Chef Interview Questions

Chef Interview Questions

Tell me a suggestion you have made that was implemented in this chef field?

Ans. It’s not necessary to give any very complex example, A simple implementation would be enough, which you know very well and have done as exercise. But its important that whatever you say, must be able to explain in detail.

What experience do you have in this chef field?

Ans. It’s not wise to tell a higher number of years and not able to answer accordingly. Always keep the exp as per your knowledge.

In Chef, which file contains hints to the Chef server that enables cookbooks to be deployed in the right node.

Ans. metadata.rb

In Chef, a knife data bag item is encrypted using which of the following methods?

Ans. Shared secret encryption.

What is a resource?
Ans. -A resource represents a piece of infrastructure and its desired state, such as a package that should be installed, a service that should be running, or a file that should be generated.

What is a recipe?
Ans. A recipe is a collection of resources that describes a particular configuration or policy. A recipe describes everything that is required to configure part of a system. Recipes do things such as:

install and configure software components.
manage files.
deploy applications.
execute other recipes.

What happens when you don’t specify a resource’s action?
Ans. When you don’t specify a resource’s action, Chef applies the default action.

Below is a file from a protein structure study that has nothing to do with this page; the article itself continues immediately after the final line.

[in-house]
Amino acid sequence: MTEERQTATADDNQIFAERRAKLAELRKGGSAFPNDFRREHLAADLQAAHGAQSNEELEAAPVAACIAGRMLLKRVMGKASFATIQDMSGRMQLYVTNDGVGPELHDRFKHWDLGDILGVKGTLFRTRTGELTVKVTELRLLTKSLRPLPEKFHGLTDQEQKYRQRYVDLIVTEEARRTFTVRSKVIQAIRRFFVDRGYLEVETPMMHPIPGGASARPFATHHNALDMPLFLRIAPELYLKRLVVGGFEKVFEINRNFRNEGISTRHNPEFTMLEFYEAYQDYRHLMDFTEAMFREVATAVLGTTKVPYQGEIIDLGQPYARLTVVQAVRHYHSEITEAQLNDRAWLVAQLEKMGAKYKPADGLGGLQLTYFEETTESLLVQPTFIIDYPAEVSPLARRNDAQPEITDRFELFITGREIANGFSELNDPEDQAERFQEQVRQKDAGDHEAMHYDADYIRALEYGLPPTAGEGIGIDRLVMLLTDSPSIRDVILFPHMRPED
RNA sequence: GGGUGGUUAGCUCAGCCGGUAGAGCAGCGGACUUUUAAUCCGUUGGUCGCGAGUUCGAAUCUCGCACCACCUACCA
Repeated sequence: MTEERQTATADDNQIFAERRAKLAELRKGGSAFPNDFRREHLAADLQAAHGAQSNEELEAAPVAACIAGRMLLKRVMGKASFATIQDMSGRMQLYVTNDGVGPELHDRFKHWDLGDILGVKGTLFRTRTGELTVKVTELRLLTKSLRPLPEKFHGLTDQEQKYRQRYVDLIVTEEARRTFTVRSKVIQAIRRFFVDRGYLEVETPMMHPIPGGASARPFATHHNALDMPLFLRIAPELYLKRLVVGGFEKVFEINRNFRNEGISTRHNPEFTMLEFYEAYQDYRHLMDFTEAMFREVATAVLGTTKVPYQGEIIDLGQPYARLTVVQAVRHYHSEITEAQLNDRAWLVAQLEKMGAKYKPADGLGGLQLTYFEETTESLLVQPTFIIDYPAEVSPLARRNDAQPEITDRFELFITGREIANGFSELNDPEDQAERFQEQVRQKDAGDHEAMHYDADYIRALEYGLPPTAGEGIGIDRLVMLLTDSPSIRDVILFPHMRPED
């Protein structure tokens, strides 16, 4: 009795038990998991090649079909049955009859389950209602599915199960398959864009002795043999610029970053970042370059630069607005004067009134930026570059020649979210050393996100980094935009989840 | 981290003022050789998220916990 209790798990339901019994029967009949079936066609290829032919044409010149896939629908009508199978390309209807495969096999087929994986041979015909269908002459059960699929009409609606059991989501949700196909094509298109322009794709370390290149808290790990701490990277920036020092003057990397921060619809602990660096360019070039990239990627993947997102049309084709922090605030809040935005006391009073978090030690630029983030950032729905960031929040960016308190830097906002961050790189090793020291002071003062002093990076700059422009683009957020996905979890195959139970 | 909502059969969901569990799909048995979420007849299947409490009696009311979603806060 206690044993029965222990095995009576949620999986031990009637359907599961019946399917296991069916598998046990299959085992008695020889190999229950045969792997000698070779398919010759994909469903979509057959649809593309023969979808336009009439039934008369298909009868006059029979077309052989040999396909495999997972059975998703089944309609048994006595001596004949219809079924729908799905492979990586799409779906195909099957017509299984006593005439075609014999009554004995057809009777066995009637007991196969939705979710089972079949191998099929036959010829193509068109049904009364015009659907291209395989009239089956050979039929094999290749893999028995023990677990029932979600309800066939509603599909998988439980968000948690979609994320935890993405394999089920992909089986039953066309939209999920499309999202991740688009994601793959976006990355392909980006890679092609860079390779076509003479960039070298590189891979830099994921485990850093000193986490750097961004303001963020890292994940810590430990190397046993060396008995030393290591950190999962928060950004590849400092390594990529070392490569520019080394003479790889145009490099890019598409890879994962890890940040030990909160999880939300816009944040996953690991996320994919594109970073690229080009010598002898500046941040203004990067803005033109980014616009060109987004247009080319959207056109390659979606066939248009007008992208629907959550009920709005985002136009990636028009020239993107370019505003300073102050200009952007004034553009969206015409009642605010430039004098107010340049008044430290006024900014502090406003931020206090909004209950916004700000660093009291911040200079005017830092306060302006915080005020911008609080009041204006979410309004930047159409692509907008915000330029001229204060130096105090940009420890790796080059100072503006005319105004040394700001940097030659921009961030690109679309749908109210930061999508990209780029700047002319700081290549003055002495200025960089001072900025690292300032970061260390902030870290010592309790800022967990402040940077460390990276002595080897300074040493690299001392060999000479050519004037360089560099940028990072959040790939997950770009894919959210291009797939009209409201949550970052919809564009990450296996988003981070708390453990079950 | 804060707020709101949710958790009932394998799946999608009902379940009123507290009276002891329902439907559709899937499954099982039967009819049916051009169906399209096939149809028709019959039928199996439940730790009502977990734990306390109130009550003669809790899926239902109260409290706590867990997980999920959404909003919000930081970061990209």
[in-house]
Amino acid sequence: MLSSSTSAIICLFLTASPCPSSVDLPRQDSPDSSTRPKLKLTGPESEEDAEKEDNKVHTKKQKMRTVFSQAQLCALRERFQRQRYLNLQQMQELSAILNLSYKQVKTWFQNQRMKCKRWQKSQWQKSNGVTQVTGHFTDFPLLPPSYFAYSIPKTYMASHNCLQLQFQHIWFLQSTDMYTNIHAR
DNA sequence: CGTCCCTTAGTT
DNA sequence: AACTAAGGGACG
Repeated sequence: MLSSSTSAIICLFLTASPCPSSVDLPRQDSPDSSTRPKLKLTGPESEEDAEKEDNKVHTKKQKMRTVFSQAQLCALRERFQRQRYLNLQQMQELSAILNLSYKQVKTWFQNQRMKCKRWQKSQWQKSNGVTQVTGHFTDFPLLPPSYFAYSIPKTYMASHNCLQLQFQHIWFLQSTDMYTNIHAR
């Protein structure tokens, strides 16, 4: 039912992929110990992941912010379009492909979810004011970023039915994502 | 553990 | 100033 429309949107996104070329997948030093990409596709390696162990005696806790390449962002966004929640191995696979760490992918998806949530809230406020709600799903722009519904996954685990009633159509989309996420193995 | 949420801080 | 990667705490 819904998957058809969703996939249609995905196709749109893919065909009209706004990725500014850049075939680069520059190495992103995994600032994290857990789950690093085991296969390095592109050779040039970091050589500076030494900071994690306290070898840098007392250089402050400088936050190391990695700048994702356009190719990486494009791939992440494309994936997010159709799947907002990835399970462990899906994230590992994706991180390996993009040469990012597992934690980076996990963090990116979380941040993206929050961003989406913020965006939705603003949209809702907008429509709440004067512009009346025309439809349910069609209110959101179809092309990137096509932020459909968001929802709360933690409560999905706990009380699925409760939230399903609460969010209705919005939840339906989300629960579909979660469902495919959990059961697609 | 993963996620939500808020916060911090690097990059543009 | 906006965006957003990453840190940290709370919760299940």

Are these two recipes the same?

package ‘httpd’

service ‘httpd’ do    action [:enable, :start]  end

&&

service ‘httpd’ do    action [:enable, :start]    end

package ‘httpd’

Ans. No, they are not. Remember that Chef applies resources in the order they appear. So the first recipe ensures that the httpd package is installed and then configures the service. The second recipe configures the service and then ensures the package is installed.

The second recipe may not work as you’d expect because the service resource will fail if the package is not yet installed.

 Are these two recipes the same?

package ‘httpd’

service ‘httpd’ do    action [:enable, :start]    end

package ‘httpd’

service ‘httpd’ do    action [:start, :enable]    end

Ans. No, they are not. Although both recipes ensure that the httpd package is installed before configuring its service, the first recipe enables the service when the system boots and then starts it. The second recipe starts the service and then enables it to start on reboot.

Are these two recipes the same?

file ‘/etc/motd’ do
owner ‘root’
group ‘root’
mode ‘0755’
action :create
end

file ‘/etc/motd’ do
action :create
mode ‘0755’
group ‘root’
owner ‘root’
end

Ans. Yes, they are! Order matters with a lot of things in Chef, but you can order resource attributes any way you want.

Write a service resource that stops and then disables the httpd service from starting when the system boots.

Ans. service ‘httpd’ do
action [:stop, :disable]
end

How does a cookbook differ from a recipe?
Ans. A recipe is a collection of resources, and typically configures a software package or some piece of infrastructure. A cookbook groups together recipes and other information in a way that is more manageable than having just recipes alone.

For example, in this lesson you used a template resource to manage your HTML home page from an external file. The recipe stated the configuration policy for your web site, and the template file contained the data. You used a cookbook to package both parts up into a single unit that you can later deploy.

How does chef-apply differ from chef-client?

Ans. chef-apply applies a single recipe; chef-client applies a cookbook.